After our announcement last week, I got quite a few emails. Some were requests, some ideas, some questions. And quite a few were asking me how I approach the slug problem.
Let me explain. On the patio, I have a little germination greenhouse where, too early and too enthusiastically, I planted trays of kale, herbs, leaves, and lettuces. They came up nicely, got planted out and then almost disappeared to the slugs in a short, distressing week. Walking back up from my evening class in the office, I would pick a fresh crop of slugs, dispose of them, and find the same an hour later. As Iggy would say, “Daddy sad.”
So I went to war. I strimmed the grass, I surrounded the beds with herb plants. I sprayed two litres of strong coffee around. I put down slug pellets and beer traps. A short Google will give you many ways to repel the slimy little beggars. The evidence is thin and contradictory, but the principles seem sound. Give them fewer places to hide, fill the garden with things they dislike, and, where necessary, murder them. Try many things, but never assume you know which one is working.
Last night as I walked up from the office late, I shone my phone torch onto the raised beds. Not a slug in sight. The Chinese kale is growing pretty high. The rocket is recovering, the mixed leaf ready to harvest. I am feeling more confident about planting out my squashes and cucumbers. It seems I have won.
But neat though that is, it is not the end. I am anticipating a summer of tomato blight, powdery mildew, aphids, drought, and persuading a two-year-old to not eat that. Because a garden will never do exactly what you want it to do. Your carefully researched measure will fail or succeed completely independent of how much work it took. And a new problem will appear just as you master the old. It’s an ecosystem that you are a part of, not a puppet you control. Often the next step will emerge not from your brain, but from what is there. Some things will grow that you never expected to, some things will refuse to. Humbleness must be constantly refreshed.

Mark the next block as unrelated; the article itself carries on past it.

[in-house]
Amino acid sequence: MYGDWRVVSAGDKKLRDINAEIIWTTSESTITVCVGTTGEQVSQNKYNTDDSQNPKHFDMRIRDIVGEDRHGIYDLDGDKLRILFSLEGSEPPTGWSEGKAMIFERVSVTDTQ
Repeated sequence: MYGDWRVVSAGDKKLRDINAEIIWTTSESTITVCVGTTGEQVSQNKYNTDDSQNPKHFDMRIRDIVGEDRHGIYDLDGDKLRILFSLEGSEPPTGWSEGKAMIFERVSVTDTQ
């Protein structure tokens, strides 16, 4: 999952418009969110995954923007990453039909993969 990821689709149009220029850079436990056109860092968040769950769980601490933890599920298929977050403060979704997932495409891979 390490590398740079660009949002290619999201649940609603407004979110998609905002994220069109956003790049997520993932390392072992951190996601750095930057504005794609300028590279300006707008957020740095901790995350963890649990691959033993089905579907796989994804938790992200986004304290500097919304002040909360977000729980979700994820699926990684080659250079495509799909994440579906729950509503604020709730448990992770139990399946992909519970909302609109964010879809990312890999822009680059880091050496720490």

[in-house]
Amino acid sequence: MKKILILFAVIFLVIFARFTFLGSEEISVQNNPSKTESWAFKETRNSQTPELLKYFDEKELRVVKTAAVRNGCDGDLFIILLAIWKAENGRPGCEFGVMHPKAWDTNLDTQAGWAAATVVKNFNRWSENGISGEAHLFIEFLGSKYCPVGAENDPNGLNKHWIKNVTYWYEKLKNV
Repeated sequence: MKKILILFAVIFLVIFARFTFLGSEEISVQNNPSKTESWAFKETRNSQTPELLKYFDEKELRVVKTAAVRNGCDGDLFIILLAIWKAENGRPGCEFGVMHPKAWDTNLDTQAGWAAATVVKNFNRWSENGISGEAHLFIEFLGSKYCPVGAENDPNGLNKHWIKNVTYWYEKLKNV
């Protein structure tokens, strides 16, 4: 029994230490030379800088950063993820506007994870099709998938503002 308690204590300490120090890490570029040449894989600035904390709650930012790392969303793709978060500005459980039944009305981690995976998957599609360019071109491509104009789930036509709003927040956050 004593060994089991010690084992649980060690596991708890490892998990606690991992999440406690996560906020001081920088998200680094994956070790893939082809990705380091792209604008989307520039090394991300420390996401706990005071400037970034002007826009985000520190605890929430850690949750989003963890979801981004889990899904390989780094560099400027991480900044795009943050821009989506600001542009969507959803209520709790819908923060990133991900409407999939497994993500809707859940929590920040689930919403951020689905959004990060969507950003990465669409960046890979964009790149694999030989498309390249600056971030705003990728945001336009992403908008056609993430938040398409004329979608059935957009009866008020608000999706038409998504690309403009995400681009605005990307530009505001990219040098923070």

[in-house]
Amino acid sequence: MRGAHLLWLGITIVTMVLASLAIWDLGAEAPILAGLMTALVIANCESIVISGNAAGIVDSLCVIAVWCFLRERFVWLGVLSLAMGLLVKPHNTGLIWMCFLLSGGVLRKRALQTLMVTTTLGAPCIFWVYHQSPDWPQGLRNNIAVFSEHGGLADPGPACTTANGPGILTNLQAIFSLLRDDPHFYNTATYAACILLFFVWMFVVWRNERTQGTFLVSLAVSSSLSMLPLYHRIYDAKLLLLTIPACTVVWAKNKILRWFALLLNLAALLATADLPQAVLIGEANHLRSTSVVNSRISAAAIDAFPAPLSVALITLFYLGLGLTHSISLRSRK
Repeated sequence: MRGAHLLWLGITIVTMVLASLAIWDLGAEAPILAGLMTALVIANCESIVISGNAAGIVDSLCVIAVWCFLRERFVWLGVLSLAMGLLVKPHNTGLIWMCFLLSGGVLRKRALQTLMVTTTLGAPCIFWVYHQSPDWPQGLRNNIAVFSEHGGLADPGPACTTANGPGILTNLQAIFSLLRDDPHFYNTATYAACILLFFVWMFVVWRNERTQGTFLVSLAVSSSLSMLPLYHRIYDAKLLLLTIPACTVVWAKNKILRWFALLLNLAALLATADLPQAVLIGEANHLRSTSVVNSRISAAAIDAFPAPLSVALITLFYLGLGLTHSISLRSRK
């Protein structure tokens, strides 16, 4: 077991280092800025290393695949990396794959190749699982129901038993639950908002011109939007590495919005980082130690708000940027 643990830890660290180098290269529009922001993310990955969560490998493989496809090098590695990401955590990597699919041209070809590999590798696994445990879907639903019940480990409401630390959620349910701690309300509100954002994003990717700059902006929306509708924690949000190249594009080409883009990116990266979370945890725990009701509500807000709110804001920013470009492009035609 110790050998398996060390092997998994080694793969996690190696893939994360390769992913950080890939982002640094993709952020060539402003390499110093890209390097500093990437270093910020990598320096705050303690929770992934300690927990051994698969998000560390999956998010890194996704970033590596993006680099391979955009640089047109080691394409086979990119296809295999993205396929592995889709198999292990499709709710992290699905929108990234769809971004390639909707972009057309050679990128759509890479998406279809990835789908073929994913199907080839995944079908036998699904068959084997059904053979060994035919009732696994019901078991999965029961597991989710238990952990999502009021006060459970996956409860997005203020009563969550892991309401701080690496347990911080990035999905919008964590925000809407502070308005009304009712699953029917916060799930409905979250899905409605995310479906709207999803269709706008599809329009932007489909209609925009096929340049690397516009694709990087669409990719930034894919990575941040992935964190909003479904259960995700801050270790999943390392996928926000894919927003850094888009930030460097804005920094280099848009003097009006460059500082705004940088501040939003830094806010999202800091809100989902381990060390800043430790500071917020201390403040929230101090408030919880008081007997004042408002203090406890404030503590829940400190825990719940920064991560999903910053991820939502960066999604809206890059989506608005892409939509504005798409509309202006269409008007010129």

And that’s how Heather and I want to approach the expansion of AndAlso’s classes and the new relationship with the Maydays. Both in Brighton and online. With energy, sure, but also with humbleness. Anyone who has ever met us will know that we are not short of ideas. Date night descends into a brainstorming meeting and a beer after class will have us scribbling notes. We’re going to try a bunch of things, see what grows, and accept that some plants just don’t like the climate. So below you will find ten things which we plan to do over the next year. I expect six or seven of them will happen.
- A new syllabus for Brighton classes
- Experienced player classes
- A Brighton scenework drop in
- An expansion of online classes
- More retreats and intensives for people not in Sussex
- Blogs and podcasts
- A Brighton venue (more on that very soon)
- A jam night
- Weekly themes for drop ins
- That thing you suggest at our survey right here